~Moist Heat Physical Therapy Modality. Moist heat—also called superficial heat—is a physical therapy modality used to control pain, speed healing, relax muscles, and increase range of motion. In a moist heat treatment, a hot pack is placed on the tight or painful area and left there for about 10 or 15 minutes.
~The most effective heat therapy products are the ones that can maintain their heat at the proper temperature. “Warm” is the proper temperature.
~Patients should not have their heat source be hot to the point of burning the skin. The desired effect is for the heat to penetrate down into the muscles. Simply increasing the temperature of the skin will do little to decrease discomfort.
~In many instances, the longer the heat is applied, the better. The duration that one needs to apply the heat, though, is based on the type of and/or magnitude of the injury.
~For very minor back tension, short amounts of heat therapy may be sufficient (such as 15 to 20 minutes). For more intense injuries, longer sessions of heat may be more beneficial.
*Types of Heat Therapy:-
~Two options for heat therapy include moist heat and dry heat.
~Dry heat, such as electric heating pads and saunas, draw out moisture from the body and may leave the skin dehydrated. However, some people feel that dry heat is the easiest to apply and feels the best. ~Moist heat, such as hot baths, steamed towels or moist heating packs can aid in the heat’s penetration into the muscles, and some people feel that moist heat provides better pain relief.
~Dry heat (or “conducted heat therapy”) includes sources like heating pads, dry heating packs, and even saunas. This heat is easy to apply.
~Moist heat (or “convection heat”) includes sources like steamed towels, moist heating packs, or hot baths. Moist heat may be slightly more effective as well as require less application time for the same results.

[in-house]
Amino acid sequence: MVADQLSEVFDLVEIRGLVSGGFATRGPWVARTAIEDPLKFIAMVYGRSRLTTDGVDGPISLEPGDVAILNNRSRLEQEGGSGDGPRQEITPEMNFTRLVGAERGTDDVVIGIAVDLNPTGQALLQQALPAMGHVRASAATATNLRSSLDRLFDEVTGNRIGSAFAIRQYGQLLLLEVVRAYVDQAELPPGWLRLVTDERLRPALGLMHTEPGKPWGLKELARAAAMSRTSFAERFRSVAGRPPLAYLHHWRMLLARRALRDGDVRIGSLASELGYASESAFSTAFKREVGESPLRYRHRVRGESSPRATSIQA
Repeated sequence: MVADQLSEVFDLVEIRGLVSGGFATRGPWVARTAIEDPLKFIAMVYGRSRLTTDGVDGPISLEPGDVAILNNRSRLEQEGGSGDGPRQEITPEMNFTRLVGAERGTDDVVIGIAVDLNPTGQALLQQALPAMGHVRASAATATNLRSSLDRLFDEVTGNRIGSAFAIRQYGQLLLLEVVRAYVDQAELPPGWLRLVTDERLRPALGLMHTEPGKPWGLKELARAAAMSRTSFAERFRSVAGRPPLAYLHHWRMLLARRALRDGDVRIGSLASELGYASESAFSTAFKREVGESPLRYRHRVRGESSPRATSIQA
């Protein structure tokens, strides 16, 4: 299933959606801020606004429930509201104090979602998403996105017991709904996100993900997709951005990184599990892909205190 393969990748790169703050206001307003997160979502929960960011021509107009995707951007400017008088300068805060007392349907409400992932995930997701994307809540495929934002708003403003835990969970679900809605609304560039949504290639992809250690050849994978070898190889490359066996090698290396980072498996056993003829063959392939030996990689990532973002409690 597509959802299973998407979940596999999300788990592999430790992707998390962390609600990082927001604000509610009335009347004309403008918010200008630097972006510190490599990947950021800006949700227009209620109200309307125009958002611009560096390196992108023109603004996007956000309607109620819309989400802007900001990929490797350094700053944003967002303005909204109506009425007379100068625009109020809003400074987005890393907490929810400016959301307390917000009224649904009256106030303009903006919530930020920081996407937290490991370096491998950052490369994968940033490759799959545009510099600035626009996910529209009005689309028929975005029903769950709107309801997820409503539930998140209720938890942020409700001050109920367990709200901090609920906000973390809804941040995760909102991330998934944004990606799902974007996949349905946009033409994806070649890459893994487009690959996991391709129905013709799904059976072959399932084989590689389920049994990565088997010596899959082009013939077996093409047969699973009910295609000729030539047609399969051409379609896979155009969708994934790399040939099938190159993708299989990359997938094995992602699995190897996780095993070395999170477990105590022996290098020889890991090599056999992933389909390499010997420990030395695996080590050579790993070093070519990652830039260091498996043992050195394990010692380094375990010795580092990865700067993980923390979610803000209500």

*A specific type of heat therapy:-
~ it may feel better for one person than for another, and it may require some experimentation to figure out which one works best. There are many different manners for heat to be applied to the lower back. Some common options include:
~Hot water bottle - tends to stay warm for 20 to 30 minutes. ~Electric heating pad - maintains a constant level of heat as long as it is plugged in. ~Heated gel packs - may be microwaved, or sometimes heated in water, and tend to say warm for about 30 minutes. Certain types of gel packs provide moist heat, which some people prefer. ~Heat wraps - wraps around the lower back and waist and may be worn against the skin under clothing, providing convenience and several hours of low level of heat application. ~See Heat Wrap Therapy Can Reduce Post-Exercise Low Back Pain ~Hot bath, hot tub, sauna, steam bath - tend to stimulate general feelings of comfort and relaxation that may help reduce muscle spasm and pain. A whirlpool jet directed at the lower back may provide the added benefit of a light massage.
*How Long Should Heat Be Used?
~Heat and hot packs are often applied to your body for 10 to 15 minutes. Frequent checks should be made to ensure that you are not getting too hot and to avoid skin damage.
~If you are getting too warm, you must remove the hot pack from your body. Using heat multiple times a day is not recommended, as it may damage your skin.
~Deep vein thrombosis
~Peripheral vascular disease
~Severe cognitive impairment
~In areas of impaired or altered sensitivity (like having numbness or tingling)
~In people with impaired mental capacity
~Over open wounds
~After acute injury
~Over joint with acute hemarthrosis
~In persons with multiple sclerosis who are sensitive to heat
*Benefits of Hot Packs:-
~The heat provided by the hot packs has several important benefits. These may include:
~Relaxes tight muscles causing tissues to relax. ~Decreases pain caused by muscle tension or spasms. ~Causes vasodilatation of the blood vessels which increases circulation to the area.
~Increased circulation to your injured body part helps to bring in nutrients, oxygen, and cells that help to promote healing.
~Chronic injury where increased blood flow is desired
~Heat therapy is also sometimes used in cancer treatment to augment the effect of chemotherapy or radiotherapy, but it is not enough to kill cancer cells on its own.
~Heat therapy is most commonly used for rehabilitation purposes. The therapeutic effects of heat include increasing the extensibility of collagen tissues; decreasing joint stiffness; reducing pain; relieving muscle spasms; reducing inflammation, edema, and aids in the post acute phase of healing; and increasing blood flow. The increased blood flow to the affected area provides proteins, nutrients, and oxygen for better healing.